Granulomatous giant cell arteritis (GGCA) (Horton disease) can damage all medium and large arteries. Clinical manifestations are found fundamentally in branches of the carotid artery, and it is currently accepted that the aorta and its main branches are always affected, although they do not show symptoms.1 Small-vessel vasculitis is considered exceptional. When this occurs, it is important and sometimes difficult to differentiate it from other types of granulomatous vasculitis. We report a case of GGCA that, along with the typical manifestations of headache, jaw claudication, and loss of vision, also had associated pulmonary, cutaneous, muscular, peripheral nervous system, and cranial nerve effects.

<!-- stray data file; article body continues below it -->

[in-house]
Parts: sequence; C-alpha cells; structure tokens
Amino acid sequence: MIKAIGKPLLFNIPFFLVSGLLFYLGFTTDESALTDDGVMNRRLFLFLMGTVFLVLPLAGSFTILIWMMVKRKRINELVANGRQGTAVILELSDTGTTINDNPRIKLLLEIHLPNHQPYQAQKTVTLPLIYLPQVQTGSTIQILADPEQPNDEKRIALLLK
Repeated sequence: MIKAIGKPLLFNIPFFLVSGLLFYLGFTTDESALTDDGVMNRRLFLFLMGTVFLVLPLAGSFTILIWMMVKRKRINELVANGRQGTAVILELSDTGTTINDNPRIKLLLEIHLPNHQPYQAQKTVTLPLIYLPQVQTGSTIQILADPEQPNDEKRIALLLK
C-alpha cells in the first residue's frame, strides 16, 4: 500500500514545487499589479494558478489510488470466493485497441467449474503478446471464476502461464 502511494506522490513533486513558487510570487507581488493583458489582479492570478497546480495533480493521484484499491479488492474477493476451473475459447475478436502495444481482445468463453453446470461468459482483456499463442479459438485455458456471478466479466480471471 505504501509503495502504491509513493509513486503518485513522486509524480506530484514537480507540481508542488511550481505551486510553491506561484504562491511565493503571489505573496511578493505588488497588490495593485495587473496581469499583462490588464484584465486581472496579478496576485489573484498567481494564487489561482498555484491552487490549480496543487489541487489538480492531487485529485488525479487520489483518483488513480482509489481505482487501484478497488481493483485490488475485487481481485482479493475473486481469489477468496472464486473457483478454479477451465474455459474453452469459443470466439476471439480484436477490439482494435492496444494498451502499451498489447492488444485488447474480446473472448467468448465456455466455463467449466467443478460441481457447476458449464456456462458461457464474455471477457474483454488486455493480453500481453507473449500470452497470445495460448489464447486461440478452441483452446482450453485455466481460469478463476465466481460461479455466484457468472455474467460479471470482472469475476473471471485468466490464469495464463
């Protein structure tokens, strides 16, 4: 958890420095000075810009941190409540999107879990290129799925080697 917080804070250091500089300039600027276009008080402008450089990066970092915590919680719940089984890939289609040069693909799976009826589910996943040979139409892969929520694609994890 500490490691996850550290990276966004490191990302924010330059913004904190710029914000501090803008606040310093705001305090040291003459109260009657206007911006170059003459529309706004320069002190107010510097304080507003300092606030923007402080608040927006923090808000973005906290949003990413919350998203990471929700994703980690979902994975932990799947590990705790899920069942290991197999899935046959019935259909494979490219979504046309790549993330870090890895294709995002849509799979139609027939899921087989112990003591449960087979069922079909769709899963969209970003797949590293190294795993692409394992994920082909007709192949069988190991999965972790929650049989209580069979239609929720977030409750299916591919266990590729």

Ruiz-Laiglesia FJ, Garcés-Ayerbe MÁ, Ruiz-Olivares E, Torrubia-Pérez CB. Small-Vessel Vasculitis in Granulomatous Giant Cell Arteritis. Arch Intern Med. 2000;160(10):1537–1538. doi:
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